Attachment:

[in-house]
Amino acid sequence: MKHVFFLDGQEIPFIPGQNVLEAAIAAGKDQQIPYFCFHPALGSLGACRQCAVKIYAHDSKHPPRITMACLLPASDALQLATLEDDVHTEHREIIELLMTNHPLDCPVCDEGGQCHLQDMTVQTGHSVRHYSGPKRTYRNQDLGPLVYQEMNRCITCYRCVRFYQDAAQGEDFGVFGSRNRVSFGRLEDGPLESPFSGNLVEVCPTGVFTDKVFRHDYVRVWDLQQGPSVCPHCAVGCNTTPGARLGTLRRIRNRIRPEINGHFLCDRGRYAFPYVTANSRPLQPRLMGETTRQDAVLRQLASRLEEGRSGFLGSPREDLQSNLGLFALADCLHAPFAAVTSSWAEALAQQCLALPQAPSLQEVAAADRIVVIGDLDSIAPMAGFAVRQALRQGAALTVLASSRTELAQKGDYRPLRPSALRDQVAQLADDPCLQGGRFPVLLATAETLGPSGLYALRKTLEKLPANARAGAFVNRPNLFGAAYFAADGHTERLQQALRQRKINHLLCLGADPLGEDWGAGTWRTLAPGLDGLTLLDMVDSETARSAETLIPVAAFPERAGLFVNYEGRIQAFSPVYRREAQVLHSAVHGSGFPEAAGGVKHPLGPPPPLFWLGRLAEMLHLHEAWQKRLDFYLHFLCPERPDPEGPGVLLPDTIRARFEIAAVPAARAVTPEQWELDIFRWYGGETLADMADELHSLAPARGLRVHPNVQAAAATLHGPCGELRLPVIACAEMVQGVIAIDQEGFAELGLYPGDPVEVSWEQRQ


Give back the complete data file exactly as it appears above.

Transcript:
[in-house]
Amino acid sequence: MKHVFFLDGQEIPFIPGQNVLEAAIAAGKDQQIPYFCFHPALGSLGACRQCAVKIYAHDSKHPPRITMACLLPASDALQLATLEDDVHTEHREIIELLMTNHPLDCPVCDEGGQCHLQDMTVQTGHSVRHYSGPKRTYRNQDLGPLVYQEMNRCITCYRCVRFYQDAAQGEDFGVFGSRNRVSFGRLEDGPLESPFSGNLVEVCPTGVFTDKVFRHDYVRVWDLQQGPSVCPHCAVGCNTTPGARLGTLRRIRNRIRPEINGHFLCDRGRYAFPYVTANSRPLQPRLMGETTRQDAVLRQLASRLEEGRSGFLGSPREDLQSNLGLFALADCLHAPFAAVTSSWAEALAQQCLALPQAPSLQEVAAADRIVVIGDLDSIAPMAGFAVRQALRQGAALTVLASSRTELAQKGDYRPLRPSALRDQVAQLADDPCLQGGRFPVLLATAETLGPSGLYALRKTLEKLPANARAGAFVNRPNLFGAAYFAADGHTERLQQALRQRKINHLLCLGADPLGEDWGAGTWRTLAPGLDGLTLLDMVDSETARSAETLIPVAAFPERAGLFVNYEGRIQAFSPVYRREAQVLHSAVHGSGFPEAAGGVKHPLGPPPPLFWLGRLAEMLHLHEAWQKRLDFYLHFLCPERPDPEGPGVLLPDTIRARFEIAAVPAARAVTPEQWELDIFRWYGGETLADMADELHSLAPARGLRVHPNVQAAAATLHGPCGELRLPVIACAEMVQGVIAIDQEGFAELGLYPGDPVEVSWEQRQ